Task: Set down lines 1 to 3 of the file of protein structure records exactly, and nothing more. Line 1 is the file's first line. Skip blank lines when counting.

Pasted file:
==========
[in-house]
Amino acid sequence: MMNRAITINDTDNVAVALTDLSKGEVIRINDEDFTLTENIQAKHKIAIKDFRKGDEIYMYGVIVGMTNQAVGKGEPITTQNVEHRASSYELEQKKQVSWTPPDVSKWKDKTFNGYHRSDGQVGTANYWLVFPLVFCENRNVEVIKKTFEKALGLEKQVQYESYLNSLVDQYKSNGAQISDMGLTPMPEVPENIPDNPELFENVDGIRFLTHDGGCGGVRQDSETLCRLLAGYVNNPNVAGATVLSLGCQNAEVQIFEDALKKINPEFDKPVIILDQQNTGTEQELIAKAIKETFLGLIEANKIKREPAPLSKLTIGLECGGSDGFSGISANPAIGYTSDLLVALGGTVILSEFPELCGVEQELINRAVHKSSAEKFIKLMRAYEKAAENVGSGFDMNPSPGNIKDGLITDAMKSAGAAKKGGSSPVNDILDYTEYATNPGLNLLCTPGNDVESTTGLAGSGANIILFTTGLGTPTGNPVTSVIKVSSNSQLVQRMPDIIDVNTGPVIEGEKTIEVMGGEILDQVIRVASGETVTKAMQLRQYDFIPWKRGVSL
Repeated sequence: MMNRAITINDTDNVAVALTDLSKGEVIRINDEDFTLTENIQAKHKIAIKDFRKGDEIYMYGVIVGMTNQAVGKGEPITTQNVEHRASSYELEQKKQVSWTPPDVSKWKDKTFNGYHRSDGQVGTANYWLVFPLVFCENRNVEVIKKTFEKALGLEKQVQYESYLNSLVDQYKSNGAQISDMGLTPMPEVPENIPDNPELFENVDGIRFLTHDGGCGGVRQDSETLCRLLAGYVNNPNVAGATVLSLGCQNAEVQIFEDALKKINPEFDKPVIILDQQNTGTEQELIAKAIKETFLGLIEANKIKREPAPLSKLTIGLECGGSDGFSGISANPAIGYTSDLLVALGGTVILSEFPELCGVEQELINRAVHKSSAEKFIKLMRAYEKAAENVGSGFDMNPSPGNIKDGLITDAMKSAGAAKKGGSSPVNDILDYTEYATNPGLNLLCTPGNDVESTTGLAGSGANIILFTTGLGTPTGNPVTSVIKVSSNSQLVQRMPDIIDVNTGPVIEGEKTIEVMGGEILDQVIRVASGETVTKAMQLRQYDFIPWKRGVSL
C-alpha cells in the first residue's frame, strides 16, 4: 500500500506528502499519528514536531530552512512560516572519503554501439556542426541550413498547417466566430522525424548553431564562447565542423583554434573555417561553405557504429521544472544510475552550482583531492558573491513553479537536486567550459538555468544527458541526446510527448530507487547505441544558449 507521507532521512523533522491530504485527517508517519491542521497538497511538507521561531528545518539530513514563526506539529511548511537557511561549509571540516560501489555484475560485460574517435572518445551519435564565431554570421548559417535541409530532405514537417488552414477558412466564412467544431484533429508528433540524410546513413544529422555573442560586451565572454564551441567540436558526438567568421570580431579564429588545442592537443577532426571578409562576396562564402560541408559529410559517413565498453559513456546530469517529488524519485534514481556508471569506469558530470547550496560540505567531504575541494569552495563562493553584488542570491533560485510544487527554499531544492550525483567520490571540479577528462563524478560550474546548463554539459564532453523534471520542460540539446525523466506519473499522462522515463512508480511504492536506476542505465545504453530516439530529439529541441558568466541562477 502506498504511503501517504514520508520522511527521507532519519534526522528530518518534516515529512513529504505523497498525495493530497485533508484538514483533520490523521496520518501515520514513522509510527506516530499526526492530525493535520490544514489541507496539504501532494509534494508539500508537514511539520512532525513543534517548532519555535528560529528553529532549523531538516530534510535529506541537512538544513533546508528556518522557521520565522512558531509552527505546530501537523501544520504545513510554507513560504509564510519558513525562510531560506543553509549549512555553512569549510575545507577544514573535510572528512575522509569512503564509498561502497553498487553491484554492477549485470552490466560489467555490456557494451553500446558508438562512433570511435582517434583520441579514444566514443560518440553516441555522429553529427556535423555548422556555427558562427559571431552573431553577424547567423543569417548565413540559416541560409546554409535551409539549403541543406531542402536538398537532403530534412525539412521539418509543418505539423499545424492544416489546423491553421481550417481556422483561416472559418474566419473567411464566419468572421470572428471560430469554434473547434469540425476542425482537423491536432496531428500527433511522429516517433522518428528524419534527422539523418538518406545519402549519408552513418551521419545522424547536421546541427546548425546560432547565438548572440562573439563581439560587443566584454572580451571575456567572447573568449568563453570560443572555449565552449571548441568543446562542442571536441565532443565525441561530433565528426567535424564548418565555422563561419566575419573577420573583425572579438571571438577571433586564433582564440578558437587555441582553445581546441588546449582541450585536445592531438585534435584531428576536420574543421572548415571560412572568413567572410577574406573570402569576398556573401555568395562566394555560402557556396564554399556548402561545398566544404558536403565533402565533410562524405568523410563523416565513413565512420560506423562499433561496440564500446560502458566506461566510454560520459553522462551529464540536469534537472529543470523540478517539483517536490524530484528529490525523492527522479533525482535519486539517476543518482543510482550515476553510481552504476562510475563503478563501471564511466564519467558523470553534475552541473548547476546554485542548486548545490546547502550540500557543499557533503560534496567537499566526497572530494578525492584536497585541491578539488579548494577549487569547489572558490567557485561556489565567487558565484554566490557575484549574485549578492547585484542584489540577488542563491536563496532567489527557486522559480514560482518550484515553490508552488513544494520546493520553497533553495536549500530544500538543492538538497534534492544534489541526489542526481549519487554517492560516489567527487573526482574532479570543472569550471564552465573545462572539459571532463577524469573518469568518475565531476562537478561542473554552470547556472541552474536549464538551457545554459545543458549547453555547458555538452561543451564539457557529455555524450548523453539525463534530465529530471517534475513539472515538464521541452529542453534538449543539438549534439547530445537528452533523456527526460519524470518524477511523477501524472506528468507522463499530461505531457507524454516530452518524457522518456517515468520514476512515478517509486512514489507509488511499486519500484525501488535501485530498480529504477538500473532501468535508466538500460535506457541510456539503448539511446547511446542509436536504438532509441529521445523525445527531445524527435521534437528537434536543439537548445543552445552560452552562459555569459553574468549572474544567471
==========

[in-house]
Amino acid sequence: MMNRAITINDTDNVAVALTDLSKGEVIRINDEDFTLTENIQAKHKIAIKDFRKGDEIYMYGVIVGMTNQAVGKGEPITTQNVEHRASSYELEQKKQVSWTPPDVSKWKDKTFNGYHRSDGQVGTANYWLVFPLVFCENRNVEVIKKTFEKALGLEKQVQYESYLNSLVDQYKSNGAQISDMGLTPMPEVPENIPDNPELFENVDGIRFLTHDGGCGGVRQDSETLCRLLAGYVNNPNVAGATVLSLGCQNAEVQIFEDALKKINPEFDKPVIILDQQNTGTEQELIAKAIKETFLGLIEANKIKREPAPLSKLTIGLECGGSDGFSGISANPAIGYTSDLLVALGGTVILSEFPELCGVEQELINRAVHKSSAEKFIKLMRAYEKAAENVGSGFDMNPSPGNIKDGLITDAMKSAGAAKKGGSSPVNDILDYTEYATNPGLNLLCTPGNDVESTTGLAGSGANIILFTTGLGTPTGNPVTSVIKVSSNSQLVQRMPDIIDVNTGPVIEGEKTIEVMGGEILDQVIRVASGETVTKAMQLRQYDFIPWKRGVSL
Repeated sequence: MMNRAITINDTDNVAVALTDLSKGEVIRINDEDFTLTENIQAKHKIAIKDFRKGDEIYMYGVIVGMTNQAVGKGEPITTQNVEHRASSYELEQKKQVSWTPPDVSKWKDKTFNGYHRSDGQVGTANYWLVFPLVFCENRNVEVIKKTFEKALGLEKQVQYESYLNSLVDQYKSNGAQISDMGLTPMPEVPENIPDNPELFENVDGIRFLTHDGGCGGVRQDSETLCRLLAGYVNNPNVAGATVLSLGCQNAEVQIFEDALKKINPEFDKPVIILDQQNTGTEQELIAKAIKETFLGLIEANKIKREPAPLSKLTIGLECGGSDGFSGISANPAIGYTSDLLVALGGTVILSEFPELCGVEQELINRAVHKSSAEKFIKLMRAYEKAAENVGSGFDMNPSPGNIKDGLITDAMKSAGAAKKGGSSPVNDILDYTEYATNPGLNLLCTPGNDVESTTGLAGSGANIILFTTGLGTPTGNPVTSVIKVSSNSQLVQRMPDIIDVNTGPVIEGEKTIEVMGGEILDQVIRVASGETVTKAMQLRQYDFIPWKRGVSL